EAT GOOD FOOD! (for the future)

By Kevin Hamilton

Six years ago I began farming at Plan B Organic Farm. I remember thinking that it was time in my life to develop skills that will help me survive in this world. Not the kind of skills that most people think of. Like going to school or getting computer skills to get a high paying job that will probably drive one crazy and not contribute to society in a very positive way. (don’t mean to be harsh, its just that a lot of corporate jobs, as innocent as they seem, are responsible for damaging communities and environments) So I was trained as an organic farmer under the CRAFT program. (Collaborative Regional Approach to Farmer Training) I have never sprayed a chemical in my life and never looked back. I have also been around to take part in transitioning two farms from conventional to organic.

It is an interesting thing to observe. Each time I noticed that if you’re growing veggies, the infestation that occurs from pests lasts about two to three years. Usually people plant hay consisting of clover, vetch, wheat and alfalfa or whatever kind of hay mixture they see fit. This will help draw out the residuals left behind by chemicals and help remediate the soil by putting carbon, fixing nitrogen and keeping the weeds down. Both times I planted veggies I saw pest infestations of a serious nature. This is from having an ecosystem that is unbalanced. A lot of farms are mono-cropping food and creating an environment for plague like proportions of bugs to infest. The equilibrium will start the third and forth years when all of the beneficial insects and birds (environmental refugees I call them) start to repopulate the farm and the complex system that is nature creates a healthy balance. For insects, all the prey and predators come together and keep a balance along with the birds that come to feed and breed. Then the soil food web (bacteria,fungi,protozoa and nematodes which were adversely affected by chemicals) starts to repopulate itself and breaks down the soil and starts releasing what nutrients are in there. We now know that minerals are chelated from the soil by fungi that latches onto rock and makes the minerals readily available for plants to uptake. This fungal matter and a healthy soil food web is the basis for having nutritious veggies and healthy plants. The European Union did a $25 million study two years ago that put an end to the debate is organic food more nutritious than conventional.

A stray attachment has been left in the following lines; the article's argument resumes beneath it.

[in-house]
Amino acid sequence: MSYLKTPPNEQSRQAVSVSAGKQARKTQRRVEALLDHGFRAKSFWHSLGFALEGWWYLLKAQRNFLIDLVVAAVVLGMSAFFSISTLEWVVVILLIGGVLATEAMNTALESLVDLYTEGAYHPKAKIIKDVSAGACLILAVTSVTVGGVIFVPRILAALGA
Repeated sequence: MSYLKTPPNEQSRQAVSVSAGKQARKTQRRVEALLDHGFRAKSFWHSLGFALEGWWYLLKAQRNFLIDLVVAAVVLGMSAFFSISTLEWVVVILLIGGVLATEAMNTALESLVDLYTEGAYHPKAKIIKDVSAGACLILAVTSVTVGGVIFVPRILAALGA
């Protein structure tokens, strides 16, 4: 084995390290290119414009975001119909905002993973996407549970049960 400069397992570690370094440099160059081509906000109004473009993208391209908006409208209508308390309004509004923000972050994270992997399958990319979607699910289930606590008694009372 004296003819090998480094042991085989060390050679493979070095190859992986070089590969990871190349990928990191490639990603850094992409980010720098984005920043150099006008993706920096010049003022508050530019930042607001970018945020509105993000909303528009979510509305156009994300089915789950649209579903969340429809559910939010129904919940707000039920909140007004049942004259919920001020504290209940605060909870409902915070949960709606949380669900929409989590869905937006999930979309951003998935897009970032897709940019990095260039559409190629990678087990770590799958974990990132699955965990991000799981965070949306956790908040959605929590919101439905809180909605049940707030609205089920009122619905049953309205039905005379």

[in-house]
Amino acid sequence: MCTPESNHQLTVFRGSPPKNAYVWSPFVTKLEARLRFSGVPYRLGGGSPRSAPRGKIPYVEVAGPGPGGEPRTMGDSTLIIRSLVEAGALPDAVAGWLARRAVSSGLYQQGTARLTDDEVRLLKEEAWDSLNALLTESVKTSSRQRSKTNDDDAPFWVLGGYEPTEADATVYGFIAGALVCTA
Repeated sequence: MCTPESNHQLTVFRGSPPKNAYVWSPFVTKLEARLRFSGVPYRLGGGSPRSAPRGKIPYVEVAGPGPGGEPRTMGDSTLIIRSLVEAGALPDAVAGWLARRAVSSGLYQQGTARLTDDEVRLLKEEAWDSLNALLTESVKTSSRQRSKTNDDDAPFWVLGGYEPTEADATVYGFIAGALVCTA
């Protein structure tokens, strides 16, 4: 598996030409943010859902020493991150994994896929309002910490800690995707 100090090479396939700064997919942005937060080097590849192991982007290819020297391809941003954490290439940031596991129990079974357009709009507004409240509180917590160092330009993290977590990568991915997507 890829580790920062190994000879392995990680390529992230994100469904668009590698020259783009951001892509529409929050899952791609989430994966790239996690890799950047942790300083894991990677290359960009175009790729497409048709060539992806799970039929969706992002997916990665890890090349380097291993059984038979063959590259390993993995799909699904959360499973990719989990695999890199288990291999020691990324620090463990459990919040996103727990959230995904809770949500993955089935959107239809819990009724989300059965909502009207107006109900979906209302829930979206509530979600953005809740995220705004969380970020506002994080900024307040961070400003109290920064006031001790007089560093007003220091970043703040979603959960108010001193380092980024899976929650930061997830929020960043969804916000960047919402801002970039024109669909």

Chemicals that are sprayed on food have a skull and crossbone on the label clearly stating that it is poison. As for chemicals breaking down or being safe on food… Let me put it this way. When I was born in 1976 the cancer rate was 1 in 5. Then gradually it became 1 in 4, 1 in 3 then 1 in 2 people get cancer (in their lifetime) and 1 in 3 people die of cancer. This is according to the Ontario Medical Association!

So to say that chemicals are safe for waterways, to breathe in the air, to eat on our food or even to handle is highly questionable. The two things we do everyday is breath and eat. Without question. If the air is polluted and the food has been treated with poison, I think it is safe to say we’ll get cancer at some point. So where are we heading? To the point where everyone under the age of 40 gets cancer or maybe even 30?

I’m not here to bash conventional farmers. The problem I see with our current food system is that farmers don’t get much government support. This in turn drives farmers to work thousands of acres of land with the cheapest viable inputs (usually chemicals, gmo’s and sludge!) to get the maximum yield for their buck. Sludge and gmo’s are another article unto themselves. (rest assured both of these practices should be banned!) Farmers have suffered a farm income crisis where 15 of the last 20 years we have made incomes the same or worse than the great depression! Terrible. This continues now and it is because of a cheap food policy that we have been spoiled with our whole lives along with the trading food as a commodity. I shouldn’t get into the sinister international treaties that get local farmers exporting most of there food on the global market while their fellow citizens starve.

So in short, we need people to encourage our local farmers to try and transition some of their land. We need to support those farmers. We need to start buying food locally and paying a fair price for our food. There is a revolution afoot. Take part in it! It belongs to you and me!

Born and raised in Hamilton, Kevin Hamilton has been involved in environmental and food activism in the city for years. He works on an organic farm and avidly promotes the local food movement. A familiar face around Hamilton [and the OPIRG Board of Directors’ table], Kevin can often be seen riding his bike and playing harmonica.